Leasehold Reform Q&A

News  |   7 February 2024

Written by
David Gibson, Head of Leasehold

The proposed Leasehold Reform Bill of November 2023 introduces several significant provisions aimed at the issues within the leasehold system.

We have set out a Q&A aimed to answer all the most commonly asked queries on the leasehold reform Bill, whether you are a leaseholder, freeholder or third party.

Lease Extensions

Q. What changes does the bill propose regarding lease extension rights?

The most significant proposals are:

  • That leaseholders will not have to wait two years after buying the flat to extend their lease
  • That lease extensions will add 990 years to a lease instead of 90 years
  • To get rid of “marriage value” which is an additional amount payable by a leaseholder to extend their lease once it has less than 80 years remaining, which would make lease extensions cheaper for those with short leases seeking to extend.
  • To set more specific rates for the calculation of lease extensions to make ascertaining the premium payable simpler and cheaper or leaseholders.
  • To impose more controls on how much of their legal and other costs a landlord can recover from the tenant for dealing with the lease extension claim.

Q. Should I wait to get my lease extended or should I extend my lease now?

This is possibly the most pressing question for leaseholders at the moment and generally the answer depends on your lease and individual situation.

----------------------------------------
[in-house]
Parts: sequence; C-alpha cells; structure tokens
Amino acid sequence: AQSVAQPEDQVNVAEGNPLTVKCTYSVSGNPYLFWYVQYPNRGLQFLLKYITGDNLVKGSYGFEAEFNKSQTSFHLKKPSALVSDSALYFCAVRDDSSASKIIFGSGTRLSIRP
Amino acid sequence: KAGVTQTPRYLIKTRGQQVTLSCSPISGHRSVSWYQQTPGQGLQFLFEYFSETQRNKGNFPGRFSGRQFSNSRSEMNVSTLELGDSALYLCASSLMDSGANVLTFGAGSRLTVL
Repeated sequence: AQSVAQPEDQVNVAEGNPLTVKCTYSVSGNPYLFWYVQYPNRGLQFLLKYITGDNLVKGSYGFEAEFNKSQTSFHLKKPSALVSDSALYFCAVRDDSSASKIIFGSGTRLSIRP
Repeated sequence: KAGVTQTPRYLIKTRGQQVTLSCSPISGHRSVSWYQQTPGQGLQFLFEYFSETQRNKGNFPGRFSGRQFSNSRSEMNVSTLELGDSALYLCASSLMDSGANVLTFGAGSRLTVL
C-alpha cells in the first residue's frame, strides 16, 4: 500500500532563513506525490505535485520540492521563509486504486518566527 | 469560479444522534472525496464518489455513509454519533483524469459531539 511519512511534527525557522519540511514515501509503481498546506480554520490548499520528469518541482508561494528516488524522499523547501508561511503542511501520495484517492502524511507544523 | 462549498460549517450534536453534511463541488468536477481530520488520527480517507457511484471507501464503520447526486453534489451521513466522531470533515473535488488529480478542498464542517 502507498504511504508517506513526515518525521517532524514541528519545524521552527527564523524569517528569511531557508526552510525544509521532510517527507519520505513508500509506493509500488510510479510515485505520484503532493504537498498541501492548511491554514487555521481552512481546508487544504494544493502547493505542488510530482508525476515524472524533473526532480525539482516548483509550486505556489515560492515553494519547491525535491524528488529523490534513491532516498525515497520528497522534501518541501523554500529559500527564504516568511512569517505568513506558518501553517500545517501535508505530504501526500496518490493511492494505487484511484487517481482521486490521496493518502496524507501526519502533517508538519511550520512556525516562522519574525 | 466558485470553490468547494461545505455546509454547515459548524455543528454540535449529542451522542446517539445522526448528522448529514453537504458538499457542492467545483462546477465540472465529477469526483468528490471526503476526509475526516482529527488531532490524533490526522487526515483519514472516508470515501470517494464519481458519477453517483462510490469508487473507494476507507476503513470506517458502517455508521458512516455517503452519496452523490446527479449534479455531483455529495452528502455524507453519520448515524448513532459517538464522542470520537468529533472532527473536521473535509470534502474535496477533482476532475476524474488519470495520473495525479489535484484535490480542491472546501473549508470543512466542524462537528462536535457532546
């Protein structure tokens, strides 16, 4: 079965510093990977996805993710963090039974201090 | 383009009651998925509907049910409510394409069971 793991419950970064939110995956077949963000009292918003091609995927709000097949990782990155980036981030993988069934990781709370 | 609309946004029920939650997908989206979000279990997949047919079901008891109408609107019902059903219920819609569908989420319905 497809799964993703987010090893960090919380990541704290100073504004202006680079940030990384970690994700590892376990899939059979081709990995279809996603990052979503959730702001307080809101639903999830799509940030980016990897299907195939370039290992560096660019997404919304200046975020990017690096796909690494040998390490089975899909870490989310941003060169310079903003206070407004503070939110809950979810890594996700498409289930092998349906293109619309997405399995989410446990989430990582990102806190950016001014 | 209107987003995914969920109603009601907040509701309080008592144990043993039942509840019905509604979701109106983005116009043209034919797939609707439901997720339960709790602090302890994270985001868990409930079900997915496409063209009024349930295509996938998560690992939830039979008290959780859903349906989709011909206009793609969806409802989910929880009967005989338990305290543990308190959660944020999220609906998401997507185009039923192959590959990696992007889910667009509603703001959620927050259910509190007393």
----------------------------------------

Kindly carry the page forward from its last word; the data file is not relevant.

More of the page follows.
If your lease term is under 90 years and you will need to sell or re-mortgage in the short term, we would recommend you proceed to extend your lease now. This is because properties with shorter leases cannot only be more difficult to sell, but similarly more difficult to obtain a mortgage over.

If you intend to retain your property and not mortgage it and your lease has over 90 years remaining then it may be worthwhile to see if the legislation brings adjustments to the lease extension process which benefit you.

If your lease is very short (under 80 years) then every year lost form your lease under the current legislation will cause significant uplift sin the costs to extend it. You stand to gain the most from the new legislation if it does entirely abolish marriage value and that it not adjusted or removed by the time the legislation comes into effect, but equally if the legislation is delayed in coming into effect, is altered to allow some element of marriage value to remain due, or never comes into effect due to a change in government or policy, then you stand to lose most by waiting as your lease could reduce by another year, raising the price to extend under the current legislation. The choice for you will need to factor in your own views on how likely it is that the government will deliver the legislation without any changes which make it less worthwhile for you, your intentions for the property, your financial situation and at what stage in 2024 your lease term will reduce by another year. This is worth discussing with a legal adviser, but will not be possible for a lawyer to give you a definite answer whilst the bill is still being discussed and debated.